Principal contributors: Owen Comstock, Hannah Breul
Gasoline prices in California have increased by a total of 60 cents per gallon (gal) in the past three weeks, according to data in the U.S. Energy Information Administration’s (EIA) Gasoline and Diesel Fuel Update. Regular retail gasoline prices averaged $4.09/gal as of Monday, October 7, the highest price for the state since mid-2014. Several refineries in the area are experiencing operational issues, which has limited gasoline production.
Gasoline prices in California are now $1.45/gal more than the U.S. average and $0.45/gal more than the West Coast average, the largest difference in these prices in EIA’s data series dating back to May 2000.
The West Coast region is a relatively tightly balanced petroleum market, so any supply disruptions tend to have larger price effects than similar issues elsewhere in the country. California also has more stringent transportation fuel regulations and higher transportation fuel taxes than most of the country, which contribute to its higher gasoline prices.
EIA’s study on West Coast Transportation Fuels Markets examined the gasoline, diesel, and jet fuel markets in the region. Although that study was released in 2015, most of the factors affecting West Coast markets have not changed significantly in the past four years.
After declining for several weeks, West Coast gross refinery inputs (refinery runs) fell to 2.24 million barrels per day (b/d) in the week ending September 27—the lowest weekly value since late October 2016—according to EIA’s Weekly Petroleum Status Report. In the following week, West Coast refinery runs rose to 2.51 million b/d, suggesting that some refineries may be returning to normal operation. West Coast refinery inputs were also relatively low earlier this year following several planned and unplanned refinery outages.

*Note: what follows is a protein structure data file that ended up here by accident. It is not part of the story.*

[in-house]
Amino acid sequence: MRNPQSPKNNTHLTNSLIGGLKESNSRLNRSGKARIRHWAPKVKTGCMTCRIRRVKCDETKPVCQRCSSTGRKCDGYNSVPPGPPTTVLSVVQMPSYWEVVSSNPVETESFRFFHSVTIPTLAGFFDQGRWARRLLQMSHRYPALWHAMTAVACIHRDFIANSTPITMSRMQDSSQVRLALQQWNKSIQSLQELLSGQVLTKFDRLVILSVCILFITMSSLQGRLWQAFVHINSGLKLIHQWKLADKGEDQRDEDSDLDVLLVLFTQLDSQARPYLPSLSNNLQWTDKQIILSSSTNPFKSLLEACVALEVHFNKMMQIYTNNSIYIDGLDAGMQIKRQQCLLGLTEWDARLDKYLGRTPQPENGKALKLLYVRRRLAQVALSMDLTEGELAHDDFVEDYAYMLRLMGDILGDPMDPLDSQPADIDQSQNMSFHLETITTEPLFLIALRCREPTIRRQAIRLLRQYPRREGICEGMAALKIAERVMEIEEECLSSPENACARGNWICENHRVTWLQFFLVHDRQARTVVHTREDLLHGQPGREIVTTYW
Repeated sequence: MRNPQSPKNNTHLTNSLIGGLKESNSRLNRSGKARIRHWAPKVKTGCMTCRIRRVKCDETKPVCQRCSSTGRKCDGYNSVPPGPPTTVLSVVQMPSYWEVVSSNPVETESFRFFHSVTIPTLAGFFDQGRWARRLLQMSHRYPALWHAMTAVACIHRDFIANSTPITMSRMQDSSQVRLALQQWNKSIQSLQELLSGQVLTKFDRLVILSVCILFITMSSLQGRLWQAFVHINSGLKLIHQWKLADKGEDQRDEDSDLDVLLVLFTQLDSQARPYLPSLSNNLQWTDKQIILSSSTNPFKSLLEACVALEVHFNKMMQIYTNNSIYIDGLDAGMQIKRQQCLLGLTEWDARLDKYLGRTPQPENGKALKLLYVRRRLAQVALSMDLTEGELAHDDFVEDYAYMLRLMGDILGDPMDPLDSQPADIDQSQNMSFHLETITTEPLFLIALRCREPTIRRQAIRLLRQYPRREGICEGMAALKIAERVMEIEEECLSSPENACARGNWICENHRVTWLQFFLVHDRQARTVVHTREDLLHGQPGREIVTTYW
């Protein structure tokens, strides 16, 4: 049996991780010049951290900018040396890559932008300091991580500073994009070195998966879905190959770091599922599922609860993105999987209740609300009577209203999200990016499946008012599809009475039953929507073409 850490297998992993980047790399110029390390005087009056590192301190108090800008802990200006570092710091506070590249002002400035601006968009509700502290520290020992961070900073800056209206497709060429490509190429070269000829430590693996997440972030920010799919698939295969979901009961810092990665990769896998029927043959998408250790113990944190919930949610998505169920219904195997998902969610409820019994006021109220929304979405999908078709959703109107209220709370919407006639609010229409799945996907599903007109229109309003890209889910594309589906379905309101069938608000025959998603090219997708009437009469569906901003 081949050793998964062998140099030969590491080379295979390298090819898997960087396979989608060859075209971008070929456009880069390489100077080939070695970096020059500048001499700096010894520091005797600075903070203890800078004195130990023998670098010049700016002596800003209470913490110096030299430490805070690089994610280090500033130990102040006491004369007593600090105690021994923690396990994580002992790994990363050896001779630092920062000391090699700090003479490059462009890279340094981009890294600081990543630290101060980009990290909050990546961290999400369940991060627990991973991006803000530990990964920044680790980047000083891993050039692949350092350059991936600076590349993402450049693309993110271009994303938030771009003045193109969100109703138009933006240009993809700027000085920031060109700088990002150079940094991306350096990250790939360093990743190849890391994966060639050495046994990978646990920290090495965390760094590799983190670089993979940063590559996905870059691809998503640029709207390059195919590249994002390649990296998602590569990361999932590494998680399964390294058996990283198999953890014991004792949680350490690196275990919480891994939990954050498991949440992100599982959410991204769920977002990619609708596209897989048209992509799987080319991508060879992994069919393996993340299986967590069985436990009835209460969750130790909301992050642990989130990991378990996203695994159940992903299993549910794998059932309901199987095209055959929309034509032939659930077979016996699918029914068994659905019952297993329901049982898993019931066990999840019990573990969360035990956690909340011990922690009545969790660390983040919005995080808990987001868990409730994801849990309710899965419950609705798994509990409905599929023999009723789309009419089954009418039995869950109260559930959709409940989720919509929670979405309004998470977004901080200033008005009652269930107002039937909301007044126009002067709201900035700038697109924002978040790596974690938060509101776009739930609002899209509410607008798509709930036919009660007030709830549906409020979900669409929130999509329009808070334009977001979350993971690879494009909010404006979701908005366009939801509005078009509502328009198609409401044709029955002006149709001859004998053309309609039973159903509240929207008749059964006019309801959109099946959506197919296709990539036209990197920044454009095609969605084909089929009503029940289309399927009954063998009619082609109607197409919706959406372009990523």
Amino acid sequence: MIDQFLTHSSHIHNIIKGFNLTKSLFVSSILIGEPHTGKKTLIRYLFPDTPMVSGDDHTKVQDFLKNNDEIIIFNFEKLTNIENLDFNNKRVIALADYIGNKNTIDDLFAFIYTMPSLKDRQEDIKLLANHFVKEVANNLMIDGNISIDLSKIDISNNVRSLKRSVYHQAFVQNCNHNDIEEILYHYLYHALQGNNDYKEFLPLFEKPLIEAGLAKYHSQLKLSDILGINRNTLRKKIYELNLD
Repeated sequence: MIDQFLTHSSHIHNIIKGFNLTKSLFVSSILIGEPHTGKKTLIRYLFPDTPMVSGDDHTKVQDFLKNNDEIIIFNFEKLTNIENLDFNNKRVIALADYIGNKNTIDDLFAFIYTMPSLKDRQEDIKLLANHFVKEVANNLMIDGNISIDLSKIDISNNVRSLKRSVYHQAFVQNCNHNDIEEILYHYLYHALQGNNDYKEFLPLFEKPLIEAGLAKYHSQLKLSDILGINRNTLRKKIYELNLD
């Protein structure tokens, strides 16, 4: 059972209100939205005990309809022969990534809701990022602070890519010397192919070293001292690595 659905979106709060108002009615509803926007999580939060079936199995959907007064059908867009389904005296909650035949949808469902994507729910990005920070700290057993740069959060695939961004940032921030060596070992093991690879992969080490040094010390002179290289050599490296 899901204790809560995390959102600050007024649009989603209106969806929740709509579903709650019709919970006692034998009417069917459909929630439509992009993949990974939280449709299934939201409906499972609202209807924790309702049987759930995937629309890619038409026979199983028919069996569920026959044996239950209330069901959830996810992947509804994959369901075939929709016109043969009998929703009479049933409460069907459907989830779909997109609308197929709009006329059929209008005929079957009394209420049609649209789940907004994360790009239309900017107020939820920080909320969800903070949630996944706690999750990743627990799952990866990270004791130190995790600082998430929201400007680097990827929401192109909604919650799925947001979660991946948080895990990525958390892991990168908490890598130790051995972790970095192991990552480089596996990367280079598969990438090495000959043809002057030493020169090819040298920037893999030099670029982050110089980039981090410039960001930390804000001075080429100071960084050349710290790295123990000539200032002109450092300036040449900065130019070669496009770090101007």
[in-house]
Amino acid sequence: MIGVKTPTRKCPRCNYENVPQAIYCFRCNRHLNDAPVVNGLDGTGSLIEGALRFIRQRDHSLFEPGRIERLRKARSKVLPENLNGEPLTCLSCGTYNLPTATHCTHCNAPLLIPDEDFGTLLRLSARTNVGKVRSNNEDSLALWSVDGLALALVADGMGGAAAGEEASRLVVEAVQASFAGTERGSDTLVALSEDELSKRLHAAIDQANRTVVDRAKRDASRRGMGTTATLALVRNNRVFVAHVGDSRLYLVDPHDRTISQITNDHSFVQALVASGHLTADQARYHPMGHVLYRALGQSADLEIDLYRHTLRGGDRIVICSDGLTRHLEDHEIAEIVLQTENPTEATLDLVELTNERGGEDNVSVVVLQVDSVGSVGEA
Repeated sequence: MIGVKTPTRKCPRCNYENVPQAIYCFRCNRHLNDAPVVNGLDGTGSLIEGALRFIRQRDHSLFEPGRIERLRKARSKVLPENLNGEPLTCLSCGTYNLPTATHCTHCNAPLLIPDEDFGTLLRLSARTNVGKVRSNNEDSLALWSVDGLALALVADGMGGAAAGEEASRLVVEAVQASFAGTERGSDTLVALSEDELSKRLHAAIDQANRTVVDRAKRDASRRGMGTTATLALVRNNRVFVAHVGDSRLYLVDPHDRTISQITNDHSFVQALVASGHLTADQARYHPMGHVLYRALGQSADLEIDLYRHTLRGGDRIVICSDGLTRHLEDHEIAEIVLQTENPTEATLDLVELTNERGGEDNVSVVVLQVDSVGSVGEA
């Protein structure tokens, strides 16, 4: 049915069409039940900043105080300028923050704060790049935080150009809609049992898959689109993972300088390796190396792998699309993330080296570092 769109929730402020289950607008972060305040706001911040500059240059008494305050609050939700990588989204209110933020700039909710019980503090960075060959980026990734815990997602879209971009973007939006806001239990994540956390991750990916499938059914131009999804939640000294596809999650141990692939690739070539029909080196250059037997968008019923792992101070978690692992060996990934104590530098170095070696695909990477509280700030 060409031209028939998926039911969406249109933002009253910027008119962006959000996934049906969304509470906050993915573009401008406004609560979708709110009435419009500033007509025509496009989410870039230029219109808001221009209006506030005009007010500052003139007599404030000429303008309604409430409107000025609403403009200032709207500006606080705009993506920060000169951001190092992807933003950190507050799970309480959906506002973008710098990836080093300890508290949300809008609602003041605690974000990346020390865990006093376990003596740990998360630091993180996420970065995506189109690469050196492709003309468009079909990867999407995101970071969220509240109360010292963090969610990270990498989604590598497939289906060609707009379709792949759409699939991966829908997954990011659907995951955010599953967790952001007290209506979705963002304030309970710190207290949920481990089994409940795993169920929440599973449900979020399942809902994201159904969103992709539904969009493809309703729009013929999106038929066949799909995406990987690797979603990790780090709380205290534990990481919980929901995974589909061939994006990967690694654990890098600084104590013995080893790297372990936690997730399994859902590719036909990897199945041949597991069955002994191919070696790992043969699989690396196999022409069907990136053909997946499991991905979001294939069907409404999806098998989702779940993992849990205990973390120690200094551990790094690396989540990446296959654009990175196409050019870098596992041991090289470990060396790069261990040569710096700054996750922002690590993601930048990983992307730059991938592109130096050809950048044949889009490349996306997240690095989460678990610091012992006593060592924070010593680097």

California’s recent gasoline price increase is the largest weekly change since 2015 when an explosion at the Torrance refinery and several subsequent disruptions led to higher gasoline prices in the state. California’s more stringent fuel specifications make replacing disrupted supply difficult.
Few other refineries in the United States are configured to produce the motor gasoline that meets California’s specifications, so regional inventories and imported volumes are used to close the gap when refinery production is low. Following the outage at Torrance, California’s motor gasoline imports increased to more than 10 times its typical level.
As part of the weekly Gasoline and Diesel Fuel Update, EIA surveys gasoline and diesel prices to produce point-in-time prices as of each Monday morning at 8:00 a.m., local time. EIA publishes these values on the same Monday afternoon, making the Gasoline and Diesel Fuel Update one of the few same-day data series provided by a statistical agency of the U.S. government. EIA’s weekly gasoline price survey provides data for 10 U.S. metropolitan areas, 9 states, 5 U.S. regions (Petroleum Administration for Defense Districts), and 4 subdistricts.